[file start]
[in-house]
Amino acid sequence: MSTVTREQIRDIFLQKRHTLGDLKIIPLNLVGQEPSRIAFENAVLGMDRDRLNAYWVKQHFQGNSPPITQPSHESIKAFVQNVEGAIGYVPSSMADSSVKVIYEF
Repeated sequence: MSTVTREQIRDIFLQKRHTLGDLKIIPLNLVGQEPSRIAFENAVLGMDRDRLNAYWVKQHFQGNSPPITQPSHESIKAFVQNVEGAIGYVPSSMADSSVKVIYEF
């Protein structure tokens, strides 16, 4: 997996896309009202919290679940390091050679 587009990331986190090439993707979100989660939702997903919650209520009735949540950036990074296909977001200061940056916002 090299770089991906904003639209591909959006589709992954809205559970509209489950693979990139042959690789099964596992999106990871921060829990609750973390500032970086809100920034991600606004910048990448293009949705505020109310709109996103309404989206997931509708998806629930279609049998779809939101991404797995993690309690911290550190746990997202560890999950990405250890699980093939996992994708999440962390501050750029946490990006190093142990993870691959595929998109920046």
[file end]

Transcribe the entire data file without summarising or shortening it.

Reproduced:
[in-house]
Amino acid sequence: MSTVTREQIRDIFLQKRHTLGDLKIIPLNLVGQEPSRIAFENAVLGMDRDRLNAYWVKQHFQGNSPPITQPSHESIKAFVQNVEGAIGYVPSSMADSSVKVIYEF
Repeated sequence: MSTVTREQIRDIFLQKRHTLGDLKIIPLNLVGQEPSRIAFENAVLGMDRDRLNAYWVKQHFQGNSPPITQPSHESIKAFVQNVEGAIGYVPSSMADSSVKVIYEF
């Protein structure tokens, strides 16, 4: 997996896309009202919290679940390091050679 587009990331986190090439993707979100989660939702997903919650209520009735949540950036990074296909977001200061940056916002 090299770089991906904003639209591909959006589709992954809205559970509209489950693979990139042959690789099964596992999106990871921060829990609750973390500032970086809100920034991600606004910048990448293009949705505020109310709109996103309404989206997931509708998806629930279609049998779809939101991404797995993690309690911290550190746990997202560890999950990405250890699980093939996992994708999440962390501050750029946490990006190093142990993870691959595929998109920046």